By allowing ads to appear on this site, you support the local businesses who, in turn, support great journalism.
New scholarship mirrors GSC program
Need-based award is for middle school students
Placeholder Image

State education officials could look toward Gainesville State College to see the potential of a new need-based scholarship announced Monday by Gov. Nathan Deal.

The REACH scholarship program will reach out to middle school students who may have the academic ability to attend college but not the financial means.

The students selected to participate will be paired with mentors and coaches to prepare them for college. If the students maintain good grades and stay out of trouble, they will receive a $10,000 scholarship that would be awarded in $2,500 sums for up to four years.

"It will create new opportunities for students all across our state," Deal said in a news conference at Georgia Tech.

Students selected for the program must remain crime-free and achieve a high school GPA of 2.5. They must also
maintain a 2.0 GPA in college to keep the scholarship.

But the privately funded program won't be statewide initially. It will begin with 25 students from Bulloch, Douglas and Rabun counties and will expand as more money is donated.

Although the program is modeled on another program in Cartersville City Schools, it closely resembles another program at Gainesville State College.

"I think it would be a great place to begin," said Paula Stubbs, principal at South Hall Middle School.

Each year rising Hall County and Gainesville high school students are selected to participate in the Summer Scholars Institute at the college. The institute is a four-week summer program for rising eighth-, ninth- and 10th-grade students who have the grades to potentially attend college but may not have the financial flexibility.

School officials say that program has presented new opportunities and self-motivation to those students.

"That contact has made college seem possible and real to the student," said Gainesville Schools Superintendent Merrianne Dyer. "They get information and guidance on applying for financial aid and having the right preparation."

Students who meet the requirements of the institute are selected by recommendations from school counselors. The students are then mentored by successful past participants of the program whether they are still in high school, attending Gainesville State or have already graduated from the college.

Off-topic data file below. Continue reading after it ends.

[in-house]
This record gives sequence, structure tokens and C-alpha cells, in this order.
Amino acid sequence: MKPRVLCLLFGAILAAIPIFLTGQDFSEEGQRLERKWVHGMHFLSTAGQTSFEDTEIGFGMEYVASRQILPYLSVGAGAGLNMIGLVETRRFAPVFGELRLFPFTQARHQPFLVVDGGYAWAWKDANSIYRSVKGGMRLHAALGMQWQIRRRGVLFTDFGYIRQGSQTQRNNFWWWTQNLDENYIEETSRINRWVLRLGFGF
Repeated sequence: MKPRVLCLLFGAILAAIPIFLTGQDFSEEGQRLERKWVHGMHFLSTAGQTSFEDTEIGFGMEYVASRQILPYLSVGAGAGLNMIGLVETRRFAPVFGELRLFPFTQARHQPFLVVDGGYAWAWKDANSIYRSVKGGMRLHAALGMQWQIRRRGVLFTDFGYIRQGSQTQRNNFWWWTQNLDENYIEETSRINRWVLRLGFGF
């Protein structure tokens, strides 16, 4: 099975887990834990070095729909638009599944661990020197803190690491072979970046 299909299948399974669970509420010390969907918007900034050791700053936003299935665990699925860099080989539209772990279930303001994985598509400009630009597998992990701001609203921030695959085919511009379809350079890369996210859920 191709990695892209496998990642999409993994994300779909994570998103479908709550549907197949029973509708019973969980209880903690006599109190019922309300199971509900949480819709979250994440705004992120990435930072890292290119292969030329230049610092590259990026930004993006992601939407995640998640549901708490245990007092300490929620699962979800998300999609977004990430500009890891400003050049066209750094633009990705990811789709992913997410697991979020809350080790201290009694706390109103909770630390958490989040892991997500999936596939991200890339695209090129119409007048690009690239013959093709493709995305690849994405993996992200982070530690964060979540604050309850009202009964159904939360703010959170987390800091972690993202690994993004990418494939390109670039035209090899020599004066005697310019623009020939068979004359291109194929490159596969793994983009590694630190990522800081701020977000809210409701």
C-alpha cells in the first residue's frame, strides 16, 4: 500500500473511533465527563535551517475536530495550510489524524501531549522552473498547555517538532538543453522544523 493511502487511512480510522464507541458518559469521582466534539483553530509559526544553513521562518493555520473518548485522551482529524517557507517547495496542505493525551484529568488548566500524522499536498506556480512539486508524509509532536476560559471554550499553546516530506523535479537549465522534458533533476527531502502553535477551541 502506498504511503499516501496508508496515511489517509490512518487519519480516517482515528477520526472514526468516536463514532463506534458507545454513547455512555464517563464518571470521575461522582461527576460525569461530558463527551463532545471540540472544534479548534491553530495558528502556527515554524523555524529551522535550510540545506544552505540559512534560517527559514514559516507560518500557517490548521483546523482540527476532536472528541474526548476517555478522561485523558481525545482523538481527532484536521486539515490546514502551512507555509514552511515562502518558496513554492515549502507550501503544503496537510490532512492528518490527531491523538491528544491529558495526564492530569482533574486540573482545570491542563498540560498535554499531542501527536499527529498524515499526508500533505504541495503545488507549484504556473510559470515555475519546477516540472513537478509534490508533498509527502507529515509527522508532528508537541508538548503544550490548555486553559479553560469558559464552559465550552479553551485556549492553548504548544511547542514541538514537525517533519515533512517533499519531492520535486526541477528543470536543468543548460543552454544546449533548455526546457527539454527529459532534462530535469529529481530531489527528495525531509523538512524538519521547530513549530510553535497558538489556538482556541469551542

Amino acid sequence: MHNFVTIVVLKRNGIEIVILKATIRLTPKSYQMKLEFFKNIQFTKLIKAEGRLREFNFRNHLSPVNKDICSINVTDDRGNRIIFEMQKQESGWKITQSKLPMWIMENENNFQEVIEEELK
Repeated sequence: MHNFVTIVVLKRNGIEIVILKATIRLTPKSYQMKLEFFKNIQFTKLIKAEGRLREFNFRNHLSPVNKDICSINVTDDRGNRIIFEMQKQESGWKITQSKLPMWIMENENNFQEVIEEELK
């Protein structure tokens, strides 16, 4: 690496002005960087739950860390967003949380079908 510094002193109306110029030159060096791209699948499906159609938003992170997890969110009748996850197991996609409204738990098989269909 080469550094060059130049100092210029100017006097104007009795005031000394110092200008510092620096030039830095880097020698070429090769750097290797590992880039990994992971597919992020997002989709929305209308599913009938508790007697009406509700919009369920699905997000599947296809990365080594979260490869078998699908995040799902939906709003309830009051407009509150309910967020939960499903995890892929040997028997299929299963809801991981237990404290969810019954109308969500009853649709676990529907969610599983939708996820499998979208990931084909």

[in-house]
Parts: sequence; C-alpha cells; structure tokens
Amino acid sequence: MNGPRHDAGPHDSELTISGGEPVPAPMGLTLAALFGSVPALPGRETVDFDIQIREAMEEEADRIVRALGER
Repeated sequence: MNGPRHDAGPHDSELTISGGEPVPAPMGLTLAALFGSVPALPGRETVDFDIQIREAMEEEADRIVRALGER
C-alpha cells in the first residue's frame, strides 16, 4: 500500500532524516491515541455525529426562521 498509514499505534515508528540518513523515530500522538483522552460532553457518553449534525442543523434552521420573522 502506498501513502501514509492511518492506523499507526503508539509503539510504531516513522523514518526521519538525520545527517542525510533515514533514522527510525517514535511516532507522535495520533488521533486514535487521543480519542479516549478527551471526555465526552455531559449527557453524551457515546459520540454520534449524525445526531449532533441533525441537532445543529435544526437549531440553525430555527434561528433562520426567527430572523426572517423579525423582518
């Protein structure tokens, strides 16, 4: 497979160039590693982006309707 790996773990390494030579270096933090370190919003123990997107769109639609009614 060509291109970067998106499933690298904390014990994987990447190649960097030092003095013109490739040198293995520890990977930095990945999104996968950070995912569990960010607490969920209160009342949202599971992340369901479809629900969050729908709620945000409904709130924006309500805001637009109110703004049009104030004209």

REACH scholars will also be selected by local school systems. Those schools will choose students who are eligible to receive free and reduced lunch and would place emphasis on those who would be the first in their family to attend college.

The students would then be paired with mentors and coaches to guide them through the process.

Though not all of the students selected for the REACH program will be eligible to receive the HOPE scholarship, they can combine the two awards if they get both, program officials said.

Tom Walter, vice president of student affairs at Gainesville State, said the Summer Scholars Institute has proven effective in Hall County and he would expect the new scholarship program to have the same success on a state level.

"I think it has potential. It really does because we are focusing on the same areas and trying to accomplish the very same goals," Walter said.

"I think anything that opens more doors to students for both K-12 education, as well as post-secondary education ... is a benefit not only to students but our community," he added.

Hall County Schools Superintendent Will Schofield said presenting students with college possibilities at the middle school level is imperative.

"I think a very positive aspect (of the REACH program) ... is that it begins to recognize that we lose children in upper elementary school and middle school. We don't lose them as 17-year-old juniors and seniors in high school," Schofield said.

"Students may physically drop out in high school, but they mentally drop out in middle school," he added.

Walter said discussing college opportunities with children while in middle school allows them to effectively choose courses in high school. And rather than place added pressure on students it would encourage them to work harder.

"We don't feel that middle school is too early to be making that kind of connection," Walter said. "My hope is that it's going to be providing encouragement both for them and for their families."

He said research of the Summer Scholars program has determined the transition from middle school to high school is "critically important."

While many education officials are in support of the need-based scholarship, it has drawn criticism from some state Democrats, saying Deal should focus on fixing the HOPE scholarship rather than starting a new program.

"Right now, the governor is not willing to face the facts that HOPE is in crisis," said state Sen. Jason Carter, D-Decatur. "Gov. Deal is attempting to divert the public's attention from his mishandling of the HOPE scholarship fund. He is holding HOPE hostage and refusing to consider changes that will repair the damaged program."

Last year, extensive cuts were made to the HOPE program under Deal's leadership.

Brian Robinson, Deal's spokesman, said the governor saved HOPE but Democrats want to "do nothing at all and let it go bankrupt."

"The concept of balanced budgets baffles the Senate Democrats," Robinson said. "A bipartisan coalition acted courageously last year while Senate Democrats refused to negotiate so they could use the issue as a political football."

Associated Press contributed to this report.